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MoTeC M1 Software Tutorial: Knock Control

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Knock Control


00:01 The M1 ECUs include an onboard digital signal processor that can take the input from up to four knock sensors and allow for accurate closed loop knock control to protect your engine from damage due to detonation.
00:15 To use this feature you will need to have at least one knock sensor wired to your engine, but it is preferable to have one per bank on V configuration engines or boxers, or one near the front of the block and one near the back on inline six cylinder engines.
00:31 V10 and V12 engines will give the best results with two sensors per bank.
00:37 While two knock sensors are better, they aren’t essential and excellent results can be achieved by using a single sensor and correctly adjusting the individual cylinder gains as we will discuss shortly.
00:51 Let’s move to the ‘Knock’ worksheet which is in the ‘Initial Setup 2’ workbook, and we will start with the ‘Knock Resources’ which is where we can configure how many knock sensors are installed.
01:02 As well as telling the ECU how many knock sensors are installed, we can also define which sensor each cylinder will use.
01:10 For example on an inline six cylinder engine, we would normally fit two knock sensors - One near the front of the block and one near the rear of the block.
01:18 In this case we would allocate cylinders one, two and three to ‘Knock Input 1’, and cylinders four, five and six to ‘Knock Input 2’.
01:27 This helps improve the knock control systems ability to accurately detect knock on all cylinders.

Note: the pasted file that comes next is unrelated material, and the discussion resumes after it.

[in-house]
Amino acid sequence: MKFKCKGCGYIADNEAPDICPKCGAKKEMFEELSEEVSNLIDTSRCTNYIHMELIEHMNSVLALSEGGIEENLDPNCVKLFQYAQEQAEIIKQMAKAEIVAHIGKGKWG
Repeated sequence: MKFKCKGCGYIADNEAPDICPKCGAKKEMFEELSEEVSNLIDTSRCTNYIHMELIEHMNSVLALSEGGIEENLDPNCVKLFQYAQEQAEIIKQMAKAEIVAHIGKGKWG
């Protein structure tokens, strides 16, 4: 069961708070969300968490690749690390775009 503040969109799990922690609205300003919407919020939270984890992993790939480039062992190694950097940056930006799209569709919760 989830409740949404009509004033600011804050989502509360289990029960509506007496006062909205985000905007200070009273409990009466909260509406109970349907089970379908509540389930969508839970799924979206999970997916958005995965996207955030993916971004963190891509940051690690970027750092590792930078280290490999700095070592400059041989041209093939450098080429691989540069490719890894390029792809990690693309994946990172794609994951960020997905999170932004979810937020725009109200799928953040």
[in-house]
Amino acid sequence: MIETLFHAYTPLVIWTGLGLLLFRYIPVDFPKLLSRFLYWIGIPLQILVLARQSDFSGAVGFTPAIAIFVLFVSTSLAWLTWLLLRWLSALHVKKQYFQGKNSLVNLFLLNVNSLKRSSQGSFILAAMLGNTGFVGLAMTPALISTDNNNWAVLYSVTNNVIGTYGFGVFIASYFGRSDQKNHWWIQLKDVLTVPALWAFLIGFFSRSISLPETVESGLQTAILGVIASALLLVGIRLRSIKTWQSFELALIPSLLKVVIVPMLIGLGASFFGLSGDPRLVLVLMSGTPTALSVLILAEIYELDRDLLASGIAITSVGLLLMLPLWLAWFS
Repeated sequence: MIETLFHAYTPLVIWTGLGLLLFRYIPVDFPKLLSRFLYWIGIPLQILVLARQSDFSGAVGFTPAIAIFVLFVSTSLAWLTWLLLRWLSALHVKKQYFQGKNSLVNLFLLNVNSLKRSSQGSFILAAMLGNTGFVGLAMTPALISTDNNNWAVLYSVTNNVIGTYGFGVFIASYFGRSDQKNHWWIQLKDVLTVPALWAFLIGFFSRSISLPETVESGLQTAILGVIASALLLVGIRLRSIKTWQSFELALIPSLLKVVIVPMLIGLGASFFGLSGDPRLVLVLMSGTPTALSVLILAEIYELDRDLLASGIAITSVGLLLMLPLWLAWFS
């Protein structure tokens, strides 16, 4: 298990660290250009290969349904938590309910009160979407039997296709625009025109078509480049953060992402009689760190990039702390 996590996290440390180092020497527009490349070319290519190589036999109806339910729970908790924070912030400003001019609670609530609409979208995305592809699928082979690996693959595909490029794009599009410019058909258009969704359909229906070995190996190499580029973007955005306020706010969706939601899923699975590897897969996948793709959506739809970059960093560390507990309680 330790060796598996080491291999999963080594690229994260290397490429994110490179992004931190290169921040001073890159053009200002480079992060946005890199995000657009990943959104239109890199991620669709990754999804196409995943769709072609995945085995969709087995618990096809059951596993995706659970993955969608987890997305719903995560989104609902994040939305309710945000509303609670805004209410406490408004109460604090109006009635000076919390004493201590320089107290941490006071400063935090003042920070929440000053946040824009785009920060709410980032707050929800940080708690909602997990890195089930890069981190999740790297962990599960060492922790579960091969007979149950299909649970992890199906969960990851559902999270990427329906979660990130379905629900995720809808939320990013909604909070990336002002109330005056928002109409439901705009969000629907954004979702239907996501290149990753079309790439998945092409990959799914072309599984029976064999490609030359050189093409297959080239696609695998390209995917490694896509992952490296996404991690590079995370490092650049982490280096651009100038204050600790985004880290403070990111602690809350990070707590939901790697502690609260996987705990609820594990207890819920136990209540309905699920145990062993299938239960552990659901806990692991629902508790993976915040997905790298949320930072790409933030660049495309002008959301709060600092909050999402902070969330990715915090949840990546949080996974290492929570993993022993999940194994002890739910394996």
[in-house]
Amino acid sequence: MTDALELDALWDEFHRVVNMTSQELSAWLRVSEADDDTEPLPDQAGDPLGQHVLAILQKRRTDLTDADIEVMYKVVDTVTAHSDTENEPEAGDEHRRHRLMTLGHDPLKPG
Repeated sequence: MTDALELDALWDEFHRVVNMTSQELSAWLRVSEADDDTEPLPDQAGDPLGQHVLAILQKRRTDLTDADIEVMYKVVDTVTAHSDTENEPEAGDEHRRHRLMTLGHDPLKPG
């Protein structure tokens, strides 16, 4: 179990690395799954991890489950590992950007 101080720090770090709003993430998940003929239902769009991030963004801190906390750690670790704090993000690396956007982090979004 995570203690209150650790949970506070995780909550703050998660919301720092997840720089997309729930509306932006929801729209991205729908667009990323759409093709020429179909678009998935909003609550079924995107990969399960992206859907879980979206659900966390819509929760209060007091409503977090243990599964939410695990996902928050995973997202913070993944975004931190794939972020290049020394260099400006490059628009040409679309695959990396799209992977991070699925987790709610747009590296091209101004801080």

01:33 Now we will move up to the ‘Knock Details’ and we can start by enabling the knock control system by setting the mode to ‘Enabled’.
01:42 Next we have four knock frequencies that we can program, identified in slots A to D, these are 4 choices of centre frequency that the ECU will use to detect knock.
01:54 The frequency of knock will vary from engine to engine and by monitoring four frequencies simultaneously, the M1 allows us to very accurately find the best frequency to accurately detect knock.
02:07 While the M1 will monitor four frequencies simultaneously, it only uses ‘Knock Frequency A’ for the actual control.
02:15 This means that once you have assessed the knock frequency for your particular engine, you must enter this frequency into the parameter for ‘Knock Frequency A’.
02:24 If you have no idea where to start with the knock frequency, you can calculate a good starting point by using the equation eighteen hundred divided by three point one four multiplied by your piston diameter in millimetres.
02:39 The result of this equation is the knock frequency in kilohertz.
02:45 In general though starting with frequencies of eight, ten, twelve and fourteen kilohertz are a good starting point.
02:54 Often we find that the signal to noise ratio is better at the second order frequency, or in other words double the calculated knock frequency.
03:04 Once you induce a knock event and identify which frequency showed it up the best, narrow in on this range with numbers at similar levels.
03:14 Moving down, the next parameter is ‘Knock Activate Delay’ which defines how long in milliseconds the knock control will be disabled for after an ignition cut event.
03:25 Next we have the ‘Knock Threshold’ which is the table the M1 will use to determine if the engine is knocking or not.
03:32 We need to calibrate this table with the background noise profile of the engine when no knock is occurring.
03:38 Since the background noise profile will depend on engine speed, we can press the ‘A’ key to bring up the Axis Setup menu, enable the engine speed axis and then generate a table of engine speeds that will cover the range we want.
03:53 If you want, you could also enable the Engine Load Normalised axis to vary the knock threshold based on both engine speed and engine load.
04:02 When tuning the knock threshold table, we want to sample the knock levels throughout the engine speed range in a condition where no knock is occurring and set the knock threshold table just a little higher than this background noise to ensure the knock control system doesn’t register knock.